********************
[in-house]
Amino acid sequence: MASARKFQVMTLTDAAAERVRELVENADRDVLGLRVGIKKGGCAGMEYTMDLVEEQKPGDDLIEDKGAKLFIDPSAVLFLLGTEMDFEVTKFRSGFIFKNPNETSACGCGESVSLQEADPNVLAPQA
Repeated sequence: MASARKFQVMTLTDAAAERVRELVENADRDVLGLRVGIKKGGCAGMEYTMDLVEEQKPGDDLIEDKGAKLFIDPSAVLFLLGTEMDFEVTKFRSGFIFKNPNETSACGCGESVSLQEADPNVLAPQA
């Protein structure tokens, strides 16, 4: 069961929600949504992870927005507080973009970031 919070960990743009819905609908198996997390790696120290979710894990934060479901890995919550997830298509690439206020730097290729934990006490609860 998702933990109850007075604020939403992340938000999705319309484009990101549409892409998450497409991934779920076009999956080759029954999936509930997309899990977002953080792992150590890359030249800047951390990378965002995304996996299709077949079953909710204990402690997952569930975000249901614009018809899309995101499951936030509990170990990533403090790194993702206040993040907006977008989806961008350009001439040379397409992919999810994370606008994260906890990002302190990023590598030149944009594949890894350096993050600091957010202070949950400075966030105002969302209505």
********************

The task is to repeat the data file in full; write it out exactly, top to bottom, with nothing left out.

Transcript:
[in-house]
Amino acid sequence: MASARKFQVMTLTDAAAERVRELVENADRDVLGLRVGIKKGGCAGMEYTMDLVEEQKPGDDLIEDKGAKLFIDPSAVLFLLGTEMDFEVTKFRSGFIFKNPNETSACGCGESVSLQEADPNVLAPQA
Repeated sequence: MASARKFQVMTLTDAAAERVRELVENADRDVLGLRVGIKKGGCAGMEYTMDLVEEQKPGDDLIEDKGAKLFIDPSAVLFLLGTEMDFEVTKFRSGFIFKNPNETSACGCGESVSLQEADPNVLAPQA
């Protein structure tokens, strides 16, 4: 069961929600949504992870927005507080973009970031 919070960990743009819905609908198996997390790696120290979710894990934060479901890995919550997830298509690439206020730097290729934990006490609860 998702933990109850007075604020939403992340938000999705319309484009990101549409892409998450497409991934779920076009999956080759029954999936509930997309899990977002953080792992150590890359030249800047951390990378965002995304996996299709077949079953909710204990402690997952569930975000249901614009018809899309995101499951936030509990170990990533403090790194993702206040993040907006977008989806961008350009001439040379397409992919999810994370606008994260906890990002302190990023590598030149944009594949890894350096993050600091957010202070949950400075966030105002969302209505």